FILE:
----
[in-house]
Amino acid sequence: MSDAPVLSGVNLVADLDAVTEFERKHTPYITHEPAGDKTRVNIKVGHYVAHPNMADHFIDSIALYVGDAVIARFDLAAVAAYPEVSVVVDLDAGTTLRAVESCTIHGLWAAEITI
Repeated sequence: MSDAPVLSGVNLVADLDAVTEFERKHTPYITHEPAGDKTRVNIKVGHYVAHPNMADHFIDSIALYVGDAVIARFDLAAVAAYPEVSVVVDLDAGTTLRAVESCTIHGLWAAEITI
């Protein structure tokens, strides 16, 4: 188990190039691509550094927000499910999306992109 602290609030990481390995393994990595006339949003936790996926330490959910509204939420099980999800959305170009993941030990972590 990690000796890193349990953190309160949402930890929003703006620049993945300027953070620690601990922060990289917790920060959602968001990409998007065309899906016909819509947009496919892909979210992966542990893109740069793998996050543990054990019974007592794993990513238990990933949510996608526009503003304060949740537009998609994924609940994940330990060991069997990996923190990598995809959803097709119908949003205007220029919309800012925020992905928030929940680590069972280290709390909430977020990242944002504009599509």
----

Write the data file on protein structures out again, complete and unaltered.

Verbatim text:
[in-house]
Amino acid sequence: MSDAPVLSGVNLVADLDAVTEFERKHTPYITHEPAGDKTRVNIKVGHYVAHPNMADHFIDSIALYVGDAVIARFDLAAVAAYPEVSVVVDLDAGTTLRAVESCTIHGLWAAEITI
Repeated sequence: MSDAPVLSGVNLVADLDAVTEFERKHTPYITHEPAGDKTRVNIKVGHYVAHPNMADHFIDSIALYVGDAVIARFDLAAVAAYPEVSVVVDLDAGTTLRAVESCTIHGLWAAEITI
């Protein structure tokens, strides 16, 4: 188990190039691509550094927000499910999306992109 602290609030990481390995393994990595006339949003936790996926330490959910509204939420099980999800959305170009993941030990972590 990690000796890193349990953190309160949402930890929003703006620049993945300027953070620690601990922060990289917790920060959602968001990409998007065309899906016909819509947009496919892909979210992966542990893109740069793998996050543990054990019974007592794993990513238990990933949510996608526009503003304060949740537009998609994924609940994940330990060991069997990996923190990598995809959803097709119908949003205007220029919309800012925020992905928030929940680590069972280290709390909430977020990242944002504009599509």